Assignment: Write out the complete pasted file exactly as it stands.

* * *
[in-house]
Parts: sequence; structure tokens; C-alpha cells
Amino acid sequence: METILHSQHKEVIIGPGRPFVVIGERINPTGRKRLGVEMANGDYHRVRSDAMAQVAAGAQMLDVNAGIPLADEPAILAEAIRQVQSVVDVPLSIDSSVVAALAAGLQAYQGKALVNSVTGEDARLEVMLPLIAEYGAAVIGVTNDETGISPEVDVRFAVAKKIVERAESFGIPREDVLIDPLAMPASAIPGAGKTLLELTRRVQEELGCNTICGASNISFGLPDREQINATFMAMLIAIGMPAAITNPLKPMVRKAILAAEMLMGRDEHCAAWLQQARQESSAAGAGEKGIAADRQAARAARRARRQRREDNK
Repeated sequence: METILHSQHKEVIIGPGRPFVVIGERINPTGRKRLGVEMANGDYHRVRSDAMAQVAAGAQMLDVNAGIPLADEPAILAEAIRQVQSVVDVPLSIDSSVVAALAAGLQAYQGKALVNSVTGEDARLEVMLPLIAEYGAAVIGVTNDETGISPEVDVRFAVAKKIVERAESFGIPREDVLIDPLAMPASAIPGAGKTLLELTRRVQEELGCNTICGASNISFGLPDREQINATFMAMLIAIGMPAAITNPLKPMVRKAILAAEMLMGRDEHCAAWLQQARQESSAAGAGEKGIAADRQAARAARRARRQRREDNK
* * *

[in-house]
Parts: sequence; structure tokens; C-alpha cells
Amino acid sequence: METILHSQHKEVIIGPGRPFVVIGERINPTGRKRLGVEMANGDYHRVRSDAMAQVAAGAQMLDVNAGIPLADEPAILAEAIRQVQSVVDVPLSIDSSVVAALAAGLQAYQGKALVNSVTGEDARLEVMLPLIAEYGAAVIGVTNDETGISPEVDVRFAVAKKIVERAESFGIPREDVLIDPLAMPASAIPGAGKTLLELTRRVQEELGCNTICGASNISFGLPDREQINATFMAMLIAIGMPAAITNPLKPMVRKAILAAEMLMGRDEHCAAWLQQARQESSAAGAGEKGIAADRQAARAARRARRQRREDNK
Repeated sequence: METILHSQHKEVIIGPGRPFVVIGERINPTGRKRLGVEMANGDYHRVRSDAMAQVAAGAQMLDVNAGIPLADEPAILAEAIRQVQSVVDVPLSIDSSVVAALAAGLQAYQGKALVNSVTGEDARLEVMLPLIAEYGAAVIGVTNDETGISPEVDVRFAVAKKIVERAESFGIPREDVLIDPLAMPASAIPGAGKTLLELTRRVQEELGCNTICGASNISFGLPDREQINATFMAMLIAIGMPAAITNPLKPMVRKAILAAEMLMGRDEHCAAWLQQARQESSAAGAGEKGIAADRQAARAARRARRQRREDNK